The Wall Street Journal is commonly, and mistakenly in my view, thought of as a newspaper with a “conservative” point of view, stemming, I think, first from a failure to separate and distinguish a paper’s editorial point of view from that of the “straight news” writers, and second, from unfamiliarity with the product.
The WSJ editorials are indeed conservative in point of view, but I have long been of the opinion that many if not most of the WSJ writers covering the political and economic beats are for the most part liberals. Many perhaps only mildly so, but it’s hard to tell how left they really are for their liberal slant oozes out in bits and dollops, here and there, usually restrained, in otherwise “straight” news stories. It’s in the subtleties, the different shadings sketched for liberals versus conservatives, and one has to be a regular reader to pick up on this stuff.
But here’s one sans subtlety, from the WSJ of October 26 (link). WSJ writer and columnist Gerald F. Seib has a paean to so-called “moderate,” so called “Blue Dog” Democrats and a lamentation of the bleak reelection prospects many of them are facing. This electioneering puff piece is given front page placement by WSJ editors.
The “Blue Dog” Democrats are, as is well known, Congressmen who talk like conservatives back home but vote like liberals in Washington. When their votes are not needed for passage of a liberal bill they get a pass for a “no” vote they can wave around back home to fool enough foolable voters. But their support for the ultraliberal radicalism of Obama, Reid, and Pelosi has unmasked them and destroyed the myth before suddenly attentive voters, and, as Obama’s mentor and spiritual advisor Rev. Wright famously once said, the chickens are coming home to roost.
But to Seib, on the front page of the WSJ no less, the loss of any of these so-called “moderate” Democrats is a “stark indicator” of how this election could result in a “more polarized” Congress. Apparently to him, the more Congressmen there are who oppose the ultraliberal agenda, the more polarized the Congress is. The Blue Dogs are a “human bridge” connecting Democrats and Republicans, and their loss would be a tragedy. On the Senate side, the late Ted Kennedy is held out by Seib for his ability to “cross the aisle” to “work with” Republicans, but to get them to do what I ask—of course to support the liberal agenda, and John McCain, at least until lately, is held up admiringly as one of those so snookered.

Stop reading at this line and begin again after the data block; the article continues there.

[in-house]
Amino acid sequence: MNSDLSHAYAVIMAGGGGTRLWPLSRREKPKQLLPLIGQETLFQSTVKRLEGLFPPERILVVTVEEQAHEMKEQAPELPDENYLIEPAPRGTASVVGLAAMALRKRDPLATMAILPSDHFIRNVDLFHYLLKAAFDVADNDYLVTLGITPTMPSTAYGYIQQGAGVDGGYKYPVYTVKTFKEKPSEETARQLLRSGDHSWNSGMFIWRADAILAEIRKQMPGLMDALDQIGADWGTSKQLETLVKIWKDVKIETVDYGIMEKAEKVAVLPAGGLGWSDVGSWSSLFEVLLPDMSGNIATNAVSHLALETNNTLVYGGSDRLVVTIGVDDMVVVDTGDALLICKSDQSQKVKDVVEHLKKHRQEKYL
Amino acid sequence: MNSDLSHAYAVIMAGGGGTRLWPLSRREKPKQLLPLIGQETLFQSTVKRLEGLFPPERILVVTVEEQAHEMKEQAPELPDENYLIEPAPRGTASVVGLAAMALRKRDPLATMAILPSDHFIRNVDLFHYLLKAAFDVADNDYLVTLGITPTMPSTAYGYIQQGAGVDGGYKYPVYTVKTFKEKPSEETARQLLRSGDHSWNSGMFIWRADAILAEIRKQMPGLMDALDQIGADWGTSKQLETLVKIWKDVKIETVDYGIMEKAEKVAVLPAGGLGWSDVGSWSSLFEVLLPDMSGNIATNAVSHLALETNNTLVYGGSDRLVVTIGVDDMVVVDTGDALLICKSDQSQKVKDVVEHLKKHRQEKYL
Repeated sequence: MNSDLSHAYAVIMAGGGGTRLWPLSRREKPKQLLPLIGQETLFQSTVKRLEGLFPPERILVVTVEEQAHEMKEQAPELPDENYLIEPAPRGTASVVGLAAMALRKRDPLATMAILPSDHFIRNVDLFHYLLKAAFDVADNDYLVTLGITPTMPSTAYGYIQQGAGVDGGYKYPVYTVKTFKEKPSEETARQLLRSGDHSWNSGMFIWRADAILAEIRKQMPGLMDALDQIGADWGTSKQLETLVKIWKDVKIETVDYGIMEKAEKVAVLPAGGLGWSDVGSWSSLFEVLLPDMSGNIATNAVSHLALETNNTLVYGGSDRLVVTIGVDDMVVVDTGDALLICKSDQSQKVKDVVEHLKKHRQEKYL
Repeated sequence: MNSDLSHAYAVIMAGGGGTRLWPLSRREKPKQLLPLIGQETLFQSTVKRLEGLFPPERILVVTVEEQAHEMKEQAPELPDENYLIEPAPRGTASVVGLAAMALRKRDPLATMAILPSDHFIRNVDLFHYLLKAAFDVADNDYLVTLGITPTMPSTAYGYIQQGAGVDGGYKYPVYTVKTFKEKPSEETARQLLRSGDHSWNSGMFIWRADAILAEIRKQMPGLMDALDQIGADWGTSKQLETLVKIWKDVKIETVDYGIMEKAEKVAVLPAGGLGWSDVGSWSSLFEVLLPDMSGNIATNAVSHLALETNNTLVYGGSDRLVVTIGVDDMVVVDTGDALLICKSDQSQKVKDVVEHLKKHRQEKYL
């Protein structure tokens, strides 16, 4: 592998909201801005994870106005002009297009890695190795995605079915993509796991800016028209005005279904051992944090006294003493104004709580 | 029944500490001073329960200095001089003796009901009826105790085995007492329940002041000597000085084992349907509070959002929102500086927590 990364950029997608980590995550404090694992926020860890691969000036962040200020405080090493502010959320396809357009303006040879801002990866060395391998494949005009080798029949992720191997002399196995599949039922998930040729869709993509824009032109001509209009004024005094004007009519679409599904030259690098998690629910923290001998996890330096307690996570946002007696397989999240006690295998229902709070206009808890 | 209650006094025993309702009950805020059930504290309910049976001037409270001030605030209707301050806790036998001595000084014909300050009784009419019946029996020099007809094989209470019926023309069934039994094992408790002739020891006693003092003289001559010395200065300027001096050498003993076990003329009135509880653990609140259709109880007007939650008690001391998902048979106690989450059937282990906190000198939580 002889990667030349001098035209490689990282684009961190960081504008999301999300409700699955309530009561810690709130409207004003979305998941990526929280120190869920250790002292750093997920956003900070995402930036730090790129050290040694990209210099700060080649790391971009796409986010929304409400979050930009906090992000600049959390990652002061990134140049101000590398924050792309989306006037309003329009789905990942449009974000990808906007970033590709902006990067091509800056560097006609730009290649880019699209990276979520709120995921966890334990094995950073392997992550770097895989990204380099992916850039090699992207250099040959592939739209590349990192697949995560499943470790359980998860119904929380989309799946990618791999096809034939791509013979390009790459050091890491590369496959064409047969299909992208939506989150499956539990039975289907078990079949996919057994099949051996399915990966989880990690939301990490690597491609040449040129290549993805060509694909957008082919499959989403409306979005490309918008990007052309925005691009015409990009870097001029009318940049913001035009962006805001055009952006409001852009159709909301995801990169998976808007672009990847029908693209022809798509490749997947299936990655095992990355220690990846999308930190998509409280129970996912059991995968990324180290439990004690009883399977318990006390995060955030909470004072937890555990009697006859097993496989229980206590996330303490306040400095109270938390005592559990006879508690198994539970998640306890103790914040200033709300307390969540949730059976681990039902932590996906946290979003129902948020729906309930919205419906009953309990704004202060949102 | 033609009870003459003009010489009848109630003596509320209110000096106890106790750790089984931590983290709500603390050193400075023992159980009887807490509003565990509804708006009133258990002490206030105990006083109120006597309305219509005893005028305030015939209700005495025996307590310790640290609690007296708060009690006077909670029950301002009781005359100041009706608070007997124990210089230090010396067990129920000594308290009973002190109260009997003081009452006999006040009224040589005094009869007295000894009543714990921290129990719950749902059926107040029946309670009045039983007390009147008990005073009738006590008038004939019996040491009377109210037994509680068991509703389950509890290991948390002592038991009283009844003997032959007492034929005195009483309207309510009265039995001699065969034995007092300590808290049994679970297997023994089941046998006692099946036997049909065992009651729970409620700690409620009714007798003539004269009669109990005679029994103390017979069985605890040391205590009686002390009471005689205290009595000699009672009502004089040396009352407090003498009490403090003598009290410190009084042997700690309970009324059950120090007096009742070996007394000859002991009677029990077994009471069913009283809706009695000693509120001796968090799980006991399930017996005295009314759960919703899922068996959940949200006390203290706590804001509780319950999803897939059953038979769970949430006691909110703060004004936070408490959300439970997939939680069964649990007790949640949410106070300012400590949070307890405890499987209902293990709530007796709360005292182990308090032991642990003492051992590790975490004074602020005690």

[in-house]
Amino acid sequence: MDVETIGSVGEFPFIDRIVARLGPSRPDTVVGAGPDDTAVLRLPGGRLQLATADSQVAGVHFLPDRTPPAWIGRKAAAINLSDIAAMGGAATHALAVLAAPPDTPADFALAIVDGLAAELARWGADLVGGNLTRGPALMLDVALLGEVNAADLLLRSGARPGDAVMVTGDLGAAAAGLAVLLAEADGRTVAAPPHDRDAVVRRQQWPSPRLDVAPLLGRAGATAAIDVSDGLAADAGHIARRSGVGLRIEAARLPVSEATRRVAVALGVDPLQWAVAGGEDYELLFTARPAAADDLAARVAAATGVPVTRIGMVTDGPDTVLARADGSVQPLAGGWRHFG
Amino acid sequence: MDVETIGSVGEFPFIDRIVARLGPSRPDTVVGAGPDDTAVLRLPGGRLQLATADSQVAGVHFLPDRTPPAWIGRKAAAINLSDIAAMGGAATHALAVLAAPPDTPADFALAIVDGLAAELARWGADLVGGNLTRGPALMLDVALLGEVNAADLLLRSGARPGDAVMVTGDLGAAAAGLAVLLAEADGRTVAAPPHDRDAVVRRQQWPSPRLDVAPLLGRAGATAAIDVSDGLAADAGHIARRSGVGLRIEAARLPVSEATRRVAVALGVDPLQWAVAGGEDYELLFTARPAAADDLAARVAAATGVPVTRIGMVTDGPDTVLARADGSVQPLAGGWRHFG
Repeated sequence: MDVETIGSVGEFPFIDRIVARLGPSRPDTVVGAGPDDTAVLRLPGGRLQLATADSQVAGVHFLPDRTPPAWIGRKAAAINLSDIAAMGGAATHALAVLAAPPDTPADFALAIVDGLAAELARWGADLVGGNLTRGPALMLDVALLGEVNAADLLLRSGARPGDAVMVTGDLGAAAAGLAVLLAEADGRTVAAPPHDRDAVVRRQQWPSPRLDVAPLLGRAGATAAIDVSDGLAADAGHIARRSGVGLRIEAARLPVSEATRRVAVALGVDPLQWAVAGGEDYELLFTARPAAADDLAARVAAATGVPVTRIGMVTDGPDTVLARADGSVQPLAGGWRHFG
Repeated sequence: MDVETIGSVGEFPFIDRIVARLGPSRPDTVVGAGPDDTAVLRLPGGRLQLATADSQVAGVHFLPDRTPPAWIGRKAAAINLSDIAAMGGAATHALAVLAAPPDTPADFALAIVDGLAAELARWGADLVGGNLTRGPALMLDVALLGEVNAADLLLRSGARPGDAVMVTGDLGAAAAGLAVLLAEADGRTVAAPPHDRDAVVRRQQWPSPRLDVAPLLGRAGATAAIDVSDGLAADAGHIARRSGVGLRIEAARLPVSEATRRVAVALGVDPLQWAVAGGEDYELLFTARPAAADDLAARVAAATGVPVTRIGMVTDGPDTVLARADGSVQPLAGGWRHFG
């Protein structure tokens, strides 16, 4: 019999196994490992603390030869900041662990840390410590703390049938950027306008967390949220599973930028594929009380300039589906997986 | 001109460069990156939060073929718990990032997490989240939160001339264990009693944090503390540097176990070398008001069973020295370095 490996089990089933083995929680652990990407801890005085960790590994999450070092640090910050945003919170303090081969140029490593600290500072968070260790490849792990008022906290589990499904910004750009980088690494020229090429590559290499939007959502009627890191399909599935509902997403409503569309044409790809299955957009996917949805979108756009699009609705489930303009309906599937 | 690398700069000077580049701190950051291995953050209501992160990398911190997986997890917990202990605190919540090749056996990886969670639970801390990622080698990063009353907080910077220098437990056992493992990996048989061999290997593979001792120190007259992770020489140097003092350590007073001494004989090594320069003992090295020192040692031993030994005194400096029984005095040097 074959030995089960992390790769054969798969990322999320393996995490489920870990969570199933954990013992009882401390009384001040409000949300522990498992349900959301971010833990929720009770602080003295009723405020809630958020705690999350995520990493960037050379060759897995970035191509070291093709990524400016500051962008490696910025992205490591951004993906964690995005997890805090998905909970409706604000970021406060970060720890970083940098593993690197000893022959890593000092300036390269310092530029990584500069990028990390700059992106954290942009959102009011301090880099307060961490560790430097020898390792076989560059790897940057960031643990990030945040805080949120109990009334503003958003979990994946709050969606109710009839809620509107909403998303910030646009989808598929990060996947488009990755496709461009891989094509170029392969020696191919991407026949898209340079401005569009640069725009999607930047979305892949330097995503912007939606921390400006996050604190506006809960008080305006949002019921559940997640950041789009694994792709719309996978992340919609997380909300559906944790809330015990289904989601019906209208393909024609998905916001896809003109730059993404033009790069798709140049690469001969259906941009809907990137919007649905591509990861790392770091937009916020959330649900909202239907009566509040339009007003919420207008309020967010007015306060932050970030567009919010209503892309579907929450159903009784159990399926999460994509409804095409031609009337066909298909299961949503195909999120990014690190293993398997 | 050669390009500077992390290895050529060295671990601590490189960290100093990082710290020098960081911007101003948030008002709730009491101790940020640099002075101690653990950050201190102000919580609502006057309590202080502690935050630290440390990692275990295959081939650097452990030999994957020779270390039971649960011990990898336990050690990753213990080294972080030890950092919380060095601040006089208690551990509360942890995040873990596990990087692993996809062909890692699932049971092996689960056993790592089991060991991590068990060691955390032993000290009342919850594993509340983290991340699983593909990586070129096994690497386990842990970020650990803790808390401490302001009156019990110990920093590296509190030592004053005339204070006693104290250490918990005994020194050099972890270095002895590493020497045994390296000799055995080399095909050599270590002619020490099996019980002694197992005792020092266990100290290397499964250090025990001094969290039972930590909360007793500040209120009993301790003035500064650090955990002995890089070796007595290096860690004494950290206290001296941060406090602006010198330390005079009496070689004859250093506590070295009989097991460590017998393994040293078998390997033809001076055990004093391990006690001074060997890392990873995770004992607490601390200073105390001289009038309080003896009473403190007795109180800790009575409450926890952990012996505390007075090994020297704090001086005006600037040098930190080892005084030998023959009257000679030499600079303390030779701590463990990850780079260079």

Much of the blame for the dire straits of the Blue Dogs, says Seib, goes to the “tea party movement,” which has produced a “crop” of candidates who, according to an unnamed “senior GOP House aide,” “aren’t interested in coming here to compromise.” How convenient for Seib, finding a “senior” Republican aide, rather than a Democrat one, to slam the tea party movement as loaded with rigid, uncompromising ideologues (how believable is this old bit -- using an anonymous “quote” by a Republican senior insider to slam Republicans?). Don’t you see, says Seib, even responsible Republicans think those damn tea partiers are extremists for not wanting to compromise with Democrats to support the ultraliberal agenda.
Liberals and most conservatives think the WSJ is as reliably conservative as the New York Times is reliably liberal. Would that only be so.
John M Greco